The final phase of this mindfulness practice is to let go of attaching any meaning to what we discover. Just because we may have unearthed some less than desirable qualities about our thought processes, such as that we feel jealous of a peer’s success, doesn’t mean we are a jealous person. This is an important distinction to make. Having particular thoughts, sensations or feelings arise in yourself does not mean you are those things. If you feel angry, that doesn’t make you an angry person. It’s key to understand this and be particularly attuned to it, because the ego will immediately jump in and try to get us to identify with something.
What story do you find yourself telling about why you think or feel a certain way? Listen to what comes up for you personally, and continue to bring more awareness to the things that trigger you both emotionally and physiologically.
Practicing the RAIN technique is a simple, yet highly, effective way of tuning into our inner world and creating a pause between the stimulus of the outside world and our reaction. This pause is the true purpose of meditation. You can use the RAIN technique whenever a challenging situation or strong emotion comes about, or you can use it on a daily basis as a way to check in with yourself, for example, while waiting in line at the post office, grocery store or in the shower.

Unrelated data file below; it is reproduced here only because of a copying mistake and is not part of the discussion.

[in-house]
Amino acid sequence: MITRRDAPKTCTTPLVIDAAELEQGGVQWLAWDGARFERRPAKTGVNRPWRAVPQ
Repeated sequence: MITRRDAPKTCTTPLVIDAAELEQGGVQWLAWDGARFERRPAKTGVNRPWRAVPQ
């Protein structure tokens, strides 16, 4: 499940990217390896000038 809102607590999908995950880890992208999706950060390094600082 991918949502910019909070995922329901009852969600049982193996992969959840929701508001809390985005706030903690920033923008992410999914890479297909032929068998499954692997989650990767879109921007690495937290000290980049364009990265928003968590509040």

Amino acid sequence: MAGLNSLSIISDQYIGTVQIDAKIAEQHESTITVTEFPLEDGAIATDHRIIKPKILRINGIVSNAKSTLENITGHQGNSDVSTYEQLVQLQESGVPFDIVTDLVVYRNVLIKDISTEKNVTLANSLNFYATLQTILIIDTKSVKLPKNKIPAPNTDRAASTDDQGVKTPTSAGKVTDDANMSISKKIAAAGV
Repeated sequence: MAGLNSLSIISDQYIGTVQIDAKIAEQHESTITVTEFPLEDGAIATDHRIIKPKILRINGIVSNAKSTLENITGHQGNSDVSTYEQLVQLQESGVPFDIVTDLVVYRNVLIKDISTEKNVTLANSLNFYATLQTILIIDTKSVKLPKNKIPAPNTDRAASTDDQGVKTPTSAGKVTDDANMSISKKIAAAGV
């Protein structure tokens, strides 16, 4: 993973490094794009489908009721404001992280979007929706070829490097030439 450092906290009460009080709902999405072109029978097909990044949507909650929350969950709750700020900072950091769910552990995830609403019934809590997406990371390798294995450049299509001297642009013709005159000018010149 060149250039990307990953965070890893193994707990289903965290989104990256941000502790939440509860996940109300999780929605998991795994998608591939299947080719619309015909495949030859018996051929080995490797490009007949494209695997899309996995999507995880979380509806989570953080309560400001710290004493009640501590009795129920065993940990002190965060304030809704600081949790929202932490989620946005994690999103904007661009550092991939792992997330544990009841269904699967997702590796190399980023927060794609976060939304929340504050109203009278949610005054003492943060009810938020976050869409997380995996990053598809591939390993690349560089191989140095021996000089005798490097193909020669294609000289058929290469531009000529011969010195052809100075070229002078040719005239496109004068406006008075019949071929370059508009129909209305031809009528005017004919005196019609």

However you decide to implement the technique, or how many of the four steps you make it through, it will train and help you to bring more mindfulness into your life. You can take the RAIN approach and use it creatively and in whatever order you need it in at the moment. It can also help to integrate it into your meditation practice, or take it with you as a form of contemplation on your daily walk.
RAIN can be applied in an infinite number of ways, so don’t be afraid to experiment. If you feel overwhelmed by the emotions you are experiencing and are afraid that practicing RAIN will intensify them too much, try first practicing with the small stuff that comes up for you. As you get more comfortable listening to your inner experiences, you can begin to apply RAIN to more challenging situations. Overtime, you will find that your attention to your inner experiences is deepening. (Read more in How to Be More Mindful.)